1. Brexit Readiness
EEA Incoming Firms
FCA has said that it intends to allow substituted compliance with the equivalent obligation in your firm's home state. This means that you do not have to do a massive rewrite and mapping of your controls frameworks to the FCA rules. However, it does mean that you must have evidence to show that you have properly considered which matters that were reserved to your home state regulator that you intend to continue to rely upon by way of substituted compliance.
Onshoring of EU Regulations in the UK
The UK is legislating to bring EU regulations into the UK. Whilst there is a deadline of end Q1 2022 to comply with most of these new obligations, some apply from end of the transition period i.e. 31 December 2020. You should review the FCA's annex to identify which new rules you will need to be complying with next year. You will also need to be amending your Transaction Reporting to FCA FIRDS and not ESMA.
2. Incorporate the assessment of fitness and propriety with the performance review
The extension of the deadline from 9 December 2020 to 31 March 2021 for SMCR extension firms allows you time to align the first assessment of fitness and propriety of your Certified Persons with your annual performance assessments. It is much easier to carry out the fitness and propriety assessment at the same time as doing the annual performance review.
Key things to remember are to make sure the review is documented and covers all three components of the F&P test. To be fair to your people you should ensure it is consistent across line managers which means providing a template and training to line managers. You should consider including guidance on what is and is not acceptable, incorporating messages about the consequences of not meeting standards such as training for the trader that isn’t taking risk through to reductions to variable pay for breaches.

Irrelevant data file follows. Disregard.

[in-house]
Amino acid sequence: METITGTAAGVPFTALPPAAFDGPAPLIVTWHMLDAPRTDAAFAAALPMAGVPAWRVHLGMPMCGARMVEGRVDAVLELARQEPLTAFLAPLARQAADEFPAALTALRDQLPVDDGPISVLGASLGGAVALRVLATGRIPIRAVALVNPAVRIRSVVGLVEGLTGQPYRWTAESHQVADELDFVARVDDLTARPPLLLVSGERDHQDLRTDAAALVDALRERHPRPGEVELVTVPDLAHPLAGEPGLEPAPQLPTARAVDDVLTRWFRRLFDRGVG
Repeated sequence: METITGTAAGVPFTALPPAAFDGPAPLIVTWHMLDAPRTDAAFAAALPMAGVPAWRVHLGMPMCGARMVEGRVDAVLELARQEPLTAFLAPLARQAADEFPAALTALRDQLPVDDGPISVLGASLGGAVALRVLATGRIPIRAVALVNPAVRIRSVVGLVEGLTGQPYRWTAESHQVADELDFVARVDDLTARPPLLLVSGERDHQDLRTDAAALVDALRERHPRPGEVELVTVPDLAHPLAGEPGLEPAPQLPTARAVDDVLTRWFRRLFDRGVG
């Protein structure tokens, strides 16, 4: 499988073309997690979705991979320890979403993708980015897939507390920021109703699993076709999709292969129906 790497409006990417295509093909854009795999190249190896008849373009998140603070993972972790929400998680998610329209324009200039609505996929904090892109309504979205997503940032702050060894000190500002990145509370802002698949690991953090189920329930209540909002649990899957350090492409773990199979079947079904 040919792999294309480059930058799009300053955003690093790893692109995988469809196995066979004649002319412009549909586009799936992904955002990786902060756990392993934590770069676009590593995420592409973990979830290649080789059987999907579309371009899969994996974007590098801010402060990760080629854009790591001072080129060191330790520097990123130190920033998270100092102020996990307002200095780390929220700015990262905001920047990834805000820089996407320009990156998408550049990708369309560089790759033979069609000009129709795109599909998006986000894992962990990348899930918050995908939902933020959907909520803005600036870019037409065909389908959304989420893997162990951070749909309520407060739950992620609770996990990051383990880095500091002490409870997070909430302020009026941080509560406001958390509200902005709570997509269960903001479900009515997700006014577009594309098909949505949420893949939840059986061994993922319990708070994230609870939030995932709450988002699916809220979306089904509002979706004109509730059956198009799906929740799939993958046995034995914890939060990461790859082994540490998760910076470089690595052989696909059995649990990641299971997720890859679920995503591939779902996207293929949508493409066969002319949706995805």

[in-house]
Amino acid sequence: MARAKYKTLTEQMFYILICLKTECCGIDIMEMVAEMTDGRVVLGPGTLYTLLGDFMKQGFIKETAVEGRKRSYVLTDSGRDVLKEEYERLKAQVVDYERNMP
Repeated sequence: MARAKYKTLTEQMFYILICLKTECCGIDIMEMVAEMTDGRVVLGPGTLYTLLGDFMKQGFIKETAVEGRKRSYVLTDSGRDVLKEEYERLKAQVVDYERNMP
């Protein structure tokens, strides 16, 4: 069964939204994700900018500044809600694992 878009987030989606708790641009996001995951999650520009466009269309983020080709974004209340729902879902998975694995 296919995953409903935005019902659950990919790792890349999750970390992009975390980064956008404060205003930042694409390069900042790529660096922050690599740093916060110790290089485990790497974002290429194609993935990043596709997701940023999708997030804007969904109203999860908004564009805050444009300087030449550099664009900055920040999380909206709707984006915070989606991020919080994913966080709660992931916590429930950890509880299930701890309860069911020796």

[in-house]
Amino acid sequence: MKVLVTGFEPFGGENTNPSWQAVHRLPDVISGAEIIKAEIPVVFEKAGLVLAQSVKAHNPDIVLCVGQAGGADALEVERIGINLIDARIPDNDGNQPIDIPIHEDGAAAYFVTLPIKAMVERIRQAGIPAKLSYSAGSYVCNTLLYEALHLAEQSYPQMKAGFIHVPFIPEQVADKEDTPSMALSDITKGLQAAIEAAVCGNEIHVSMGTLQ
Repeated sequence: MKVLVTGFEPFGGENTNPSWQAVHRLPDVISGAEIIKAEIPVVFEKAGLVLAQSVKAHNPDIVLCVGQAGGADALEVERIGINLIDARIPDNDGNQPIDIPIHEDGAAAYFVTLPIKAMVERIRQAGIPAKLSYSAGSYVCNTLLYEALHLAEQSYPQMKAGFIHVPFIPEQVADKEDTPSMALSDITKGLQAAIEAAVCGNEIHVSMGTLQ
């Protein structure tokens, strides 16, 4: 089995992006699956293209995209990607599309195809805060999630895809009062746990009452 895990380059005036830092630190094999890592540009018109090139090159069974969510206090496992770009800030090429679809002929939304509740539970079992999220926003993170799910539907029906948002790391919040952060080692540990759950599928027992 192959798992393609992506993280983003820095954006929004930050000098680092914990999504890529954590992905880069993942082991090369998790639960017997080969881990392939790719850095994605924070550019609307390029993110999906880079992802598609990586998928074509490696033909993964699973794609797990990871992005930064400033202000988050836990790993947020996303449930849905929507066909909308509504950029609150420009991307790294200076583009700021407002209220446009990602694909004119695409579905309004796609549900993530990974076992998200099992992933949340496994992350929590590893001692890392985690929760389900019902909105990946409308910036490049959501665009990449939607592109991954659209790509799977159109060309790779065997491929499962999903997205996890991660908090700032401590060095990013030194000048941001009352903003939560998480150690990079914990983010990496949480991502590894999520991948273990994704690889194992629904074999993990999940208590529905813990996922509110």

3. Document action taken in response to the various Dear CEO letters
FCA has outlined its supervisory expectations and strategy in a number of Dear CEO letters sent out in 2019 and 2020. It is really important to document the review you carried out and the actions that you have taken in response to a Dear CEO letter.
Always make sure that your Board has had sight of the Dear CEO letter and agreed your risk mitigation plan. If your review has identified breaches then check which are notifiable, and never wait until you’ve concluded your investigation to notify, always alert FCA early and provide them with subsequent updates.
4. Refresh your Market Abuse controls
Deterring, detecting and pursuing market abuse remains key to enhancing market integrity and protecting consumers and is one of FCA’s priority outcomes for the Wholesale Sector. A top tip is to read across what you see in FCA publications to an FCA priority.
For example, in Market Watch 56 FCA expressed concern about the lack of written policies and procedures to handle conflicts of interest. By now you should have read across this concern about the need to have policies and procedures to all your market abuse controls and ensured that you have clearly documented policies and procedures.
5. Take a fresh look at your training program
There is always a long list of regulatory compliance related training and often an annual debate between Compliance and the business about what to prioritise. Remote working has made it more challenging to deliver the traditional classroom style training sessions so consider different approaches such as webinar based training sessions. Where the list is too great for structured learning you could consider awareness campaigns: try screensavers or wallpapers instead of posters to keep the message fresh.